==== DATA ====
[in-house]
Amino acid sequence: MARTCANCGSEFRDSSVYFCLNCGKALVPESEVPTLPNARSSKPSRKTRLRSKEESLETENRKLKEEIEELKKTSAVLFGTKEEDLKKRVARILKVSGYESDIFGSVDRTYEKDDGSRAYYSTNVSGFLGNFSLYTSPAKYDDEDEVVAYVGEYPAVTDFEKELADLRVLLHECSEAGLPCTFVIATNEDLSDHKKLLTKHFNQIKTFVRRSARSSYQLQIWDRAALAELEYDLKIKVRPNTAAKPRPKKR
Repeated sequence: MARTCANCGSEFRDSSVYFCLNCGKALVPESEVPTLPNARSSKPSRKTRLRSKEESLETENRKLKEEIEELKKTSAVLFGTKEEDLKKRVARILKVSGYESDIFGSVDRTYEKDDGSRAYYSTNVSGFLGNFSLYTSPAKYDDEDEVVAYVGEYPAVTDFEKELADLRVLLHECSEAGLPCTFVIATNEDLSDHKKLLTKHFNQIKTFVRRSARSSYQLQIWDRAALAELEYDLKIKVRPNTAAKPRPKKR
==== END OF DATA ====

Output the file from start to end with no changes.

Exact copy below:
[in-house]
Amino acid sequence: MARTCANCGSEFRDSSVYFCLNCGKALVPESEVPTLPNARSSKPSRKTRLRSKEESLETENRKLKEEIEELKKTSAVLFGTKEEDLKKRVARILKVSGYESDIFGSVDRTYEKDDGSRAYYSTNVSGFLGNFSLYTSPAKYDDEDEVVAYVGEYPAVTDFEKELADLRVLLHECSEAGLPCTFVIATNEDLSDHKKLLTKHFNQIKTFVRRSARSSYQLQIWDRAALAELEYDLKIKVRPNTAAKPRPKKR
Repeated sequence: MARTCANCGSEFRDSSVYFCLNCGKALVPESEVPTLPNARSSKPSRKTRLRSKEESLETENRKLKEEIEELKKTSAVLFGTKEEDLKKRVARILKVSGYESDIFGSVDRTYEKDDGSRAYYSTNVSGFLGNFSLYTSPAKYDDEDEVVAYVGEYPAVTDFEKELADLRVLLHECSEAGLPCTFVIATNEDLSDHKKLLTKHFNQIKTFVRRSARSSYQLQIWDRAALAELEYDLKIKVRPNTAAKPRPKKR